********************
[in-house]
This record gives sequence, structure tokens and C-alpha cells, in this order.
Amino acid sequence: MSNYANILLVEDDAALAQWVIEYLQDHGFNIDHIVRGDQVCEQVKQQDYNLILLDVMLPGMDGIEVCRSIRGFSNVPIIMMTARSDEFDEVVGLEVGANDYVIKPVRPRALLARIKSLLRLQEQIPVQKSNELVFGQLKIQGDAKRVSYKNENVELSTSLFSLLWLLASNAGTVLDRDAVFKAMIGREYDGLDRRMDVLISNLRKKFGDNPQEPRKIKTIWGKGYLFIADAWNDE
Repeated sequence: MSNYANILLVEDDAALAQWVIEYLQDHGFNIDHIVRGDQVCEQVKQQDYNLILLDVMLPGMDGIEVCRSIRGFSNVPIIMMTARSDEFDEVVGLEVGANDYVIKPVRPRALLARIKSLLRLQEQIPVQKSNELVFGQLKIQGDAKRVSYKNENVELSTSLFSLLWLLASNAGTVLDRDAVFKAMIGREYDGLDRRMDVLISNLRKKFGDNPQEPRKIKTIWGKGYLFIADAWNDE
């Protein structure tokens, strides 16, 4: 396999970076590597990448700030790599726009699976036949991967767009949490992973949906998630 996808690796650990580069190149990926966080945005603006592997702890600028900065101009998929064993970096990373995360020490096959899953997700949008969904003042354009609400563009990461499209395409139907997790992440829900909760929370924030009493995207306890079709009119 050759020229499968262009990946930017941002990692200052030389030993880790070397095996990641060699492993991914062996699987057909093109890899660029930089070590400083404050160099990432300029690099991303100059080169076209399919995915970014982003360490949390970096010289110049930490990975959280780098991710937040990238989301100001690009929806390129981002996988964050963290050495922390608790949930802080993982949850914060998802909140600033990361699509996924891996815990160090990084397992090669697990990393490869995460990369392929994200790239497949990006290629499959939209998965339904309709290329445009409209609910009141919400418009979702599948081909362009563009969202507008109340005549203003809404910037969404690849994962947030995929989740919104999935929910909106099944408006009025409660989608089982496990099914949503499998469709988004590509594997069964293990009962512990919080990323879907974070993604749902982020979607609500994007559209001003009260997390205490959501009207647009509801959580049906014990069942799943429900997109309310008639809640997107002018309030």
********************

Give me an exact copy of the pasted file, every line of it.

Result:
[in-house]
This record gives sequence, structure tokens and C-alpha cells, in this order.
Amino acid sequence: MSNYANILLVEDDAALAQWVIEYLQDHGFNIDHIVRGDQVCEQVKQQDYNLILLDVMLPGMDGIEVCRSIRGFSNVPIIMMTARSDEFDEVVGLEVGANDYVIKPVRPRALLARIKSLLRLQEQIPVQKSNELVFGQLKIQGDAKRVSYKNENVELSTSLFSLLWLLASNAGTVLDRDAVFKAMIGREYDGLDRRMDVLISNLRKKFGDNPQEPRKIKTIWGKGYLFIADAWNDE
Repeated sequence: MSNYANILLVEDDAALAQWVIEYLQDHGFNIDHIVRGDQVCEQVKQQDYNLILLDVMLPGMDGIEVCRSIRGFSNVPIIMMTARSDEFDEVVGLEVGANDYVIKPVRPRALLARIKSLLRLQEQIPVQKSNELVFGQLKIQGDAKRVSYKNENVELSTSLFSLLWLLASNAGTVLDRDAVFKAMIGREYDGLDRRMDVLISNLRKKFGDNPQEPRKIKTIWGKGYLFIADAWNDE
């Protein structure tokens, strides 16, 4: 396999970076590597990448700030790599726009699976036949991967767009949490992973949906998630 996808690796650990580069190149990926966080945005603006592997702890600028900065101009998929064993970096990373995360020490096959899953997700949008969904003042354009609400563009990461499209395409139907997790992440829900909760929370924030009493995207306890079709009119 050759020229499968262009990946930017941002990692200052030389030993880790070397095996990641060699492993991914062996699987057909093109890899660029930089070590400083404050160099990432300029690099991303100059080169076209399919995915970014982003360490949390970096010289110049930490990975959280780098991710937040990238989301100001690009929806390129981002996988964050963290050495922390608790949930802080993982949850914060998802909140600033990361699509996924891996815990160090990084397992090669697990990393490869995460990369392929994200790239497949990006290629499959939209998965339904309709290329445009409209609910009141919400418009979702599948081909362009563009969202507008109340005549203003809404910037969404690849994962947030995929989740919104999935929910909106099944408006009025409660989608089982496990099914949503499998469709988004590509594997069964293990009962512990919080990323879907974070993604749902982020979607609500994007559209001003009260997390205490959501009207647009509801959580049906014990069942799943429900997109309310008639809640997107002018309030």